COMMONWEALTH OF VIRGINIA

DEPARTMENT OF EDUCATION

P.O. BOX 2120

RICHMOND, VIRGINIA 23218-2120

SUPTS. MEMO NO. 43

February 23, 2007

INFORMATIONAL

TO:

Division Superintendents

 

FROM:

Billy K. Cannaday, Jr.

Superintendent of Public Instruction

 

SUBJECT:

Revisions in Criteria to Designate Teachers

Highly Qualified

 

In June 2006, the United States Department of Education (USED) reported to the Virginia Department of Education the results of the USED Academic Improvement and Teacher Quality Programs team review of the state's progress in meeting the highly qualified teacher provisions of the No Child Left Behind Act of 2001 (NCLB) and Virginia's administration of the Title II, Part A, Improving Teacher Quality State Grants program.

 

In the report, USED cited Virginia on the following two issues related to Virginia's implementation of the highly qualified teacher requirements:

 

                     Virginia's using the Praxis II middle school assessments for newly-hired high school special education teachers to demonstrate content knowledge did not meet the requirements of NCLB or the Individuals with Disabilities Education Improvement Act of 2004 (IDEA); and

 

                     Virginia's High Objective Uniform State Standard of Evaluation (HOUSSE) option of allowing licensed elementary, middle, and secondary teachers not new to the profession to become highly qualified by the completion of an earned advanced degree in any area from an accredited college or university did not meet the requirements of NCLB.

 

The Virginia Department of Education was advised by USED that these issues regarding highly qualified teachers must be resolved by December 29, 2006, and the approved definition reflected in the 2005-2006 data reported on highly qualified teachers. Virginia submitted a response, and notification was received on January 25, 2007, that the data fully addressed the requirements, and the conditions on both the ESEA Title I, Part A, and Title II, Part A, grants have been removed.

 

High school special education teachers new to the profession must meet one of the following options to demonstrate subject-matter competency in the subject(s) they teach. The criteria for highly qualified teachers do not apply to special education consultative teachers who are collaborating with a core academic teacher.

 

1.  Options provided by the No Child Left Behind Act, including an academic major in the content area, graduate degree in the teaching content area, or coursework equivalent to an undergraduate major. [New secondary special education teachers who teach two or more academic subjects who are highly qualified in mathematics, language arts, science, or social studies have two years after the date of employment to be highly qualified in the other core academic subject area, which may include HOUSSE. If teaching core academic subjects exclusively to children assessed on alternate achievement standards, the teacher must meet highly qualified requirements for an elementary teacher.]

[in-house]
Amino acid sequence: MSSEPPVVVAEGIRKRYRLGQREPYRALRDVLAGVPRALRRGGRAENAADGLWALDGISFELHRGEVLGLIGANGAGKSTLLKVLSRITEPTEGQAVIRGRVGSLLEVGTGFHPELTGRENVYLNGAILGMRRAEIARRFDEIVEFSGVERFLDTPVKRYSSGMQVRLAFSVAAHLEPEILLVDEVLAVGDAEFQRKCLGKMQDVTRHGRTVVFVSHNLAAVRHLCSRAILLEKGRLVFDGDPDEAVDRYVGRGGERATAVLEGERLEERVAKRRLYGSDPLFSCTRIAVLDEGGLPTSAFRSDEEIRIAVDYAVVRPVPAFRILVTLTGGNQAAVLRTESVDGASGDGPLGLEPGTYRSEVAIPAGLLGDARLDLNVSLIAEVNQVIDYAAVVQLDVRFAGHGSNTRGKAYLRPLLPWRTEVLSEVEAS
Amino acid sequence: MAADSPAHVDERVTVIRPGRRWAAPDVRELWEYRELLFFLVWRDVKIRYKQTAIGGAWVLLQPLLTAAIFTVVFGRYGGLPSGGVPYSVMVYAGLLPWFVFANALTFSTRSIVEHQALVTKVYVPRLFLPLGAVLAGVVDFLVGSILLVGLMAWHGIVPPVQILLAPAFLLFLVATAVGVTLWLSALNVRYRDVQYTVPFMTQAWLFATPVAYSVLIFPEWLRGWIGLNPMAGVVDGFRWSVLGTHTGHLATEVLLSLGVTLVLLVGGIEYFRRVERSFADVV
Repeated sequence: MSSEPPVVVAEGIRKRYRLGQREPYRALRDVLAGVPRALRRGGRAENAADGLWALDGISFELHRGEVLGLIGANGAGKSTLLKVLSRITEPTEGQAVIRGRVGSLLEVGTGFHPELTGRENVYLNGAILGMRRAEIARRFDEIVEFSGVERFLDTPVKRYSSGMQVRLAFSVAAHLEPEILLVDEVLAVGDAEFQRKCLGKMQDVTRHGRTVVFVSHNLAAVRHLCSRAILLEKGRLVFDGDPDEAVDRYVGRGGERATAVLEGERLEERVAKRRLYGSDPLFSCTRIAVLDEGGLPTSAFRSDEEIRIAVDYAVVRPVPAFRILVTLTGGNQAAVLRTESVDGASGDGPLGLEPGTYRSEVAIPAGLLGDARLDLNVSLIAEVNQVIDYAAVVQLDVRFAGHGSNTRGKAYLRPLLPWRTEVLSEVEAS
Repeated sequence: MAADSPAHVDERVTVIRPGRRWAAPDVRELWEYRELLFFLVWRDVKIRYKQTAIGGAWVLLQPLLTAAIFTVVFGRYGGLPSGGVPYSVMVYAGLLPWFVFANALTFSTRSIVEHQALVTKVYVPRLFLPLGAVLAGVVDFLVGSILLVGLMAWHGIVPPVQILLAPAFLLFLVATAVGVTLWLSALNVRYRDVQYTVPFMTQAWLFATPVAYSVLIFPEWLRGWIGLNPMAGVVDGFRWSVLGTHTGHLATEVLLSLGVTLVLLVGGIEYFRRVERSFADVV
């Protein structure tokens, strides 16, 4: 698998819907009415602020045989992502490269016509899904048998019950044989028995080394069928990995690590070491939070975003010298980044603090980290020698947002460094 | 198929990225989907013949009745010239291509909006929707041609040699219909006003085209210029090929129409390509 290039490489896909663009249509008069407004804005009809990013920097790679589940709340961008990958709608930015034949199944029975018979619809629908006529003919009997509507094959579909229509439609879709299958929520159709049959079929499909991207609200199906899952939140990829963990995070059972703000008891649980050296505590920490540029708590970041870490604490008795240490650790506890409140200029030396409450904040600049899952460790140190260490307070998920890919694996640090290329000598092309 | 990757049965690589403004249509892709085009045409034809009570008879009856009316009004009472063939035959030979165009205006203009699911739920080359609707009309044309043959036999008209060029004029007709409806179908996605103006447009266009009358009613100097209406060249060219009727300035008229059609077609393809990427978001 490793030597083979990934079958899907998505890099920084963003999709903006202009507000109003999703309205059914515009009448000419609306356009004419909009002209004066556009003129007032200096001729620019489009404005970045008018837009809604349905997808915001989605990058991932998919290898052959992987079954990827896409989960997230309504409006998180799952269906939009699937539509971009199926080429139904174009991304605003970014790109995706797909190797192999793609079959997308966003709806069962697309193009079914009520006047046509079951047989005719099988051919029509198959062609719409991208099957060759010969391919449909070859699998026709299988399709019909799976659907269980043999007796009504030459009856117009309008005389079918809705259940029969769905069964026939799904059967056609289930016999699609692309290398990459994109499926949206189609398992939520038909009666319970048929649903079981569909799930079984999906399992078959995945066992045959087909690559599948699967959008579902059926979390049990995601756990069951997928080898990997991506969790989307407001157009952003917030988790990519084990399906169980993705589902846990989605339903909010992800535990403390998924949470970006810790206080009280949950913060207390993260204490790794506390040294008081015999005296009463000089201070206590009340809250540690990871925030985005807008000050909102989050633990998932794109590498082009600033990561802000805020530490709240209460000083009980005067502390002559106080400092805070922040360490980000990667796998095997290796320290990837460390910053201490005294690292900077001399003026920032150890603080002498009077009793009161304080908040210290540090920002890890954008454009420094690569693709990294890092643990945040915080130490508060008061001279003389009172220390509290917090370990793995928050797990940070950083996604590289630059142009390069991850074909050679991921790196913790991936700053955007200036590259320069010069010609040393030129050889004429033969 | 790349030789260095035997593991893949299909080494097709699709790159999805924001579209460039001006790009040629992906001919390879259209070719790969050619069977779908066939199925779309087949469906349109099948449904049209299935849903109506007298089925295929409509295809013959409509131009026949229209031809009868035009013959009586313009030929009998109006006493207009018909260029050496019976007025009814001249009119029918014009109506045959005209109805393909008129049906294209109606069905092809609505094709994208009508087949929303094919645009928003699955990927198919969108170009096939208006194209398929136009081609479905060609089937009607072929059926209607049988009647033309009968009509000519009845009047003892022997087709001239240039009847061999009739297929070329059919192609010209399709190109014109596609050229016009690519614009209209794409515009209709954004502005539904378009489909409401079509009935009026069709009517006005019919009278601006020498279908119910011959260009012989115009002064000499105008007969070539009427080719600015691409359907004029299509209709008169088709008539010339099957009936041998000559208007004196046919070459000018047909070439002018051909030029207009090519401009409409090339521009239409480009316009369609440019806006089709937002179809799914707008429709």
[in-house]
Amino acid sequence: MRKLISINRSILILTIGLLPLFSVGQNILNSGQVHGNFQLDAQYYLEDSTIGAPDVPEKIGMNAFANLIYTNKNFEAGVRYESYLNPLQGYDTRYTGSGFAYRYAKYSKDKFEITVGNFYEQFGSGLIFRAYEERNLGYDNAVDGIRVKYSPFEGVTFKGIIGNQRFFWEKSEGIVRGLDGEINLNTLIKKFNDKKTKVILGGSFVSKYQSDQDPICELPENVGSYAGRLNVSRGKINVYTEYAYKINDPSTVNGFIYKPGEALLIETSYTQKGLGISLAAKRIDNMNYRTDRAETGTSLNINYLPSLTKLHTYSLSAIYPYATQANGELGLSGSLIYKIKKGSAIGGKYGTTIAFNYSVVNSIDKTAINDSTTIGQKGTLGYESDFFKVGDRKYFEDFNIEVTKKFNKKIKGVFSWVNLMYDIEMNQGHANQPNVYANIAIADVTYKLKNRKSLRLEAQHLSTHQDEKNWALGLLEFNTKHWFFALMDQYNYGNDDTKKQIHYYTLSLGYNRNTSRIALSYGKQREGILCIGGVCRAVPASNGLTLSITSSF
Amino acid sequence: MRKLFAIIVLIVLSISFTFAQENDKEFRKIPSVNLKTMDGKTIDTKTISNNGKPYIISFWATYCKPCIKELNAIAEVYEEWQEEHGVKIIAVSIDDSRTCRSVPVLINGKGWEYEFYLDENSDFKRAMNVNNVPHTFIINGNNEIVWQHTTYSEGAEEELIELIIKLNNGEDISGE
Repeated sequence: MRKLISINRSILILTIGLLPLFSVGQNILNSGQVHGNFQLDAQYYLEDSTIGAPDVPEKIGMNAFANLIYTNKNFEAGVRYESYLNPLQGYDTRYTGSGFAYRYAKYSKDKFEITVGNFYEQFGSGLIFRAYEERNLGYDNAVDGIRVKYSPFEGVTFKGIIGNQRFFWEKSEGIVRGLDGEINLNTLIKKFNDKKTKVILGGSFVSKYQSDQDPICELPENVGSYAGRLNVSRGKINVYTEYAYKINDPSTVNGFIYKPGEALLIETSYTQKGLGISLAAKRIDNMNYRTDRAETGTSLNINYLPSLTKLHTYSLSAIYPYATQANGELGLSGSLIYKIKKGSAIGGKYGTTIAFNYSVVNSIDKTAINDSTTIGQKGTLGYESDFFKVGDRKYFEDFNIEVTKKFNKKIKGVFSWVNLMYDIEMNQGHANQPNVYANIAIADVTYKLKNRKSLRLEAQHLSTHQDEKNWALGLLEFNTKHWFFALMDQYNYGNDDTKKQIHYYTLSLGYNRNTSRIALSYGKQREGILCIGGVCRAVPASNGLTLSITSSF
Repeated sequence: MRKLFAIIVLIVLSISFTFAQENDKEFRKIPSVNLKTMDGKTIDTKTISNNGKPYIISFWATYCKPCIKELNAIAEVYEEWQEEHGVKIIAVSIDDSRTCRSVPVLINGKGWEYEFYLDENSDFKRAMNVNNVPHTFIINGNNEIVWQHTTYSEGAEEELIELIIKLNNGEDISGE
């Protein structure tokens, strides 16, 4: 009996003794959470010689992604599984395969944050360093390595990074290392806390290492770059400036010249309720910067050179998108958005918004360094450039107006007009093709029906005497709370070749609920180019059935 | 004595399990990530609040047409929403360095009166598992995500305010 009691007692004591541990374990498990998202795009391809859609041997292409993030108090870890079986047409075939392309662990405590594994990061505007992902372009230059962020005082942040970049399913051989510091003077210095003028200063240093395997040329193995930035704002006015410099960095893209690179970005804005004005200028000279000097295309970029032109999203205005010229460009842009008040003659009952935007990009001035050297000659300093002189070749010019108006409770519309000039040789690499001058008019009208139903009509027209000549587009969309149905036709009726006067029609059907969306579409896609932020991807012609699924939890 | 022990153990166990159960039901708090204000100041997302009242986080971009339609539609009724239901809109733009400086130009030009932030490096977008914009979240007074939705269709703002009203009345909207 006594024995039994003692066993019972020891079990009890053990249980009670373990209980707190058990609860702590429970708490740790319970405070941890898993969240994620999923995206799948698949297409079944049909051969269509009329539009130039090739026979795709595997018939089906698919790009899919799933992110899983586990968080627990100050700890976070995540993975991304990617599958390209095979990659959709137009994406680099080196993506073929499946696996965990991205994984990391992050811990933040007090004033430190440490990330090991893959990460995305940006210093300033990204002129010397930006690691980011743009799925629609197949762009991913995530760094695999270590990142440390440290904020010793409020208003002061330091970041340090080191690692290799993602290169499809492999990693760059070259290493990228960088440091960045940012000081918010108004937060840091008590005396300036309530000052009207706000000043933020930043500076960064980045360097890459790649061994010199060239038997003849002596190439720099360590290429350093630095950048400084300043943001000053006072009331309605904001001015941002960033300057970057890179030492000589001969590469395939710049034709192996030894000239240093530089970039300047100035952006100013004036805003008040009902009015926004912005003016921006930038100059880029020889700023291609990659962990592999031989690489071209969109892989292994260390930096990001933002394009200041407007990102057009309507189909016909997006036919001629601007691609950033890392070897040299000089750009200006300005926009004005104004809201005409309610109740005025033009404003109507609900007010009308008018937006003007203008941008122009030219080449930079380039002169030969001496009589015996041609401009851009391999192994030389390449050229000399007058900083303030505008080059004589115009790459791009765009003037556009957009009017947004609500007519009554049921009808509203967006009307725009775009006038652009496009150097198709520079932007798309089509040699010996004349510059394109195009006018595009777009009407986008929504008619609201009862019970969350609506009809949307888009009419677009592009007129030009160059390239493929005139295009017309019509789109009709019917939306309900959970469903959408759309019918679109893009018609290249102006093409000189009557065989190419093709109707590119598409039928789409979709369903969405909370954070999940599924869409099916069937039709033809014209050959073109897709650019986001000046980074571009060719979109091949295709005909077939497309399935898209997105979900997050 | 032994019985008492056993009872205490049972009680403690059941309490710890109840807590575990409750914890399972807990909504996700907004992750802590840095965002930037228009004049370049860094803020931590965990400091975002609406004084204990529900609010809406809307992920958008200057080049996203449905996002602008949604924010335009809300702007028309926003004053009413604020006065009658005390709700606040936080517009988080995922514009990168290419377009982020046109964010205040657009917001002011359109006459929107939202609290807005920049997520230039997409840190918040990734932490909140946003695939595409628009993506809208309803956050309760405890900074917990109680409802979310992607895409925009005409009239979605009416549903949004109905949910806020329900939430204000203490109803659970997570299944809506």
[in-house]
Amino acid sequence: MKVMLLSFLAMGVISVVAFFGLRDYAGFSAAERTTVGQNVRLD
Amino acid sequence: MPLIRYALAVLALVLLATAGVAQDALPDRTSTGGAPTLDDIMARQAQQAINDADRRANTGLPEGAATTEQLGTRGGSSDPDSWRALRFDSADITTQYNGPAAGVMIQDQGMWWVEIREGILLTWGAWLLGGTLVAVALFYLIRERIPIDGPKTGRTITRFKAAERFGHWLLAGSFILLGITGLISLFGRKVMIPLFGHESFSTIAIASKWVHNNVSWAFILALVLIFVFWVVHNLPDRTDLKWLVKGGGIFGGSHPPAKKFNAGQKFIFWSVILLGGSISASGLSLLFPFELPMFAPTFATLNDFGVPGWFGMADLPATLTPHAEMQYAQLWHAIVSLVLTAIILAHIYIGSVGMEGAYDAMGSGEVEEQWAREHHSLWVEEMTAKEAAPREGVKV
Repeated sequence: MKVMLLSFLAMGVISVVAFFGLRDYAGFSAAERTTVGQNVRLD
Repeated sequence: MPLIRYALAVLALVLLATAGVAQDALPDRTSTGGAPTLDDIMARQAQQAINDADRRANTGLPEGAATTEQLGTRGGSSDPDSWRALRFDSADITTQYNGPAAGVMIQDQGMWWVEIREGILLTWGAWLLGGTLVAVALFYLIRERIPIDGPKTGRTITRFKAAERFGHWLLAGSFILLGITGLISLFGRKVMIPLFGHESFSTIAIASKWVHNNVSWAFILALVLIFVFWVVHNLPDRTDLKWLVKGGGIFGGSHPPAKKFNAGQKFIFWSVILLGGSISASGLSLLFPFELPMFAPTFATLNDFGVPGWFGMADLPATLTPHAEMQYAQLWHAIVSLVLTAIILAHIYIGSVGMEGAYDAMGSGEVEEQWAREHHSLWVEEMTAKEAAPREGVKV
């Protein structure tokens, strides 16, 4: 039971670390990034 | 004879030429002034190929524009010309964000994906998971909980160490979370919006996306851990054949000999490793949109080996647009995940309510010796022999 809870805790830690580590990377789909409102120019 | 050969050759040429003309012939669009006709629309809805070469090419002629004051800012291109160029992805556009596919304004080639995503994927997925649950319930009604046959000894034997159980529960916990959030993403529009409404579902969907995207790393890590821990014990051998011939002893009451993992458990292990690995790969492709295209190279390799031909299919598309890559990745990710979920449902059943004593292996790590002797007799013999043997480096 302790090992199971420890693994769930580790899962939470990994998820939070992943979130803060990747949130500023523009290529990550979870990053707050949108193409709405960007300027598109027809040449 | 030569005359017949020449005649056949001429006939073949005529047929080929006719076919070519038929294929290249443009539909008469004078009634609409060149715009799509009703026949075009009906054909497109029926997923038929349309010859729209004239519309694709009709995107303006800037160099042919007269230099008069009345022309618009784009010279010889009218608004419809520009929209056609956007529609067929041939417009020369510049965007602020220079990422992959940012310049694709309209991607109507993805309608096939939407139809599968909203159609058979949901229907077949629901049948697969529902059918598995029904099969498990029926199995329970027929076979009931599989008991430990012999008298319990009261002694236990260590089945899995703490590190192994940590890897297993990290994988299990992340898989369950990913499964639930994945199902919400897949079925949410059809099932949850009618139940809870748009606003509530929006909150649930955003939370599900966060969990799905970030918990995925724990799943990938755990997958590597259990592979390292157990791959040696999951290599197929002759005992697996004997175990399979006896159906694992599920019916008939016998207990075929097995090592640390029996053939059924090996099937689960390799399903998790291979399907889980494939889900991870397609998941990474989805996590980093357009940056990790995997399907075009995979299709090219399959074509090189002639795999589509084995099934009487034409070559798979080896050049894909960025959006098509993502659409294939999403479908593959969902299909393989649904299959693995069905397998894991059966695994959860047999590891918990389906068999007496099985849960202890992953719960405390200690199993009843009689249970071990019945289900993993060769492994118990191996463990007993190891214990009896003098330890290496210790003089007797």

2.  Rigorous State Academic Subject Test: Pass the appropriate Praxis II assessment(s) in the high school subject(s) they teach.

 

3.  Rigorous State Academic Subject Test: Pass the appropriate Middle School Praxis II assessment(s) in the subject(s) they teach if the special education teacher new to the profession is teaching classes at a high school campus in which the students are not earning standard credit in core academic areas towards a high school diploma.

 

To address the citation regarding the option of allowing licensed elementary, middle, and secondary teachers not new to the profession to become highly qualified by the completion of an earned advanced degree (with any major) from an accredited college or university, the Board of Education approved an amendment to Virginia's High Objective Uniform State Standard of Evaluation (HOUSSE). The completion of an earned advanced degree from an accredited college or university must be in the subject(s) the teacher is teaching. Attached is the amended HOUSSE reflecting this change.

 

Each state was required to submit a plan to limit the use of the HOUSSE. Attached is Virginia's plan including specific exceptions. Teachers who have met previously approved criteria by the Virginia Department of Education will continue to be designated highly qualified.

 

If you have any questions, please do not hesitate to contact Mrs. Patty S. Pitts, assistant superintendent for teacher education and licensure, at (804) 371-2522; Patty.Pitts@doe.virginia.gov.

 

BKCJr/psp

 

http://www.doe.virginia.gov/administrators/superintendents_memos/2007/inf043a.pdf

http://www.doe.virginia.gov/administrators/superintendents_memos/2007/inf043b.pdf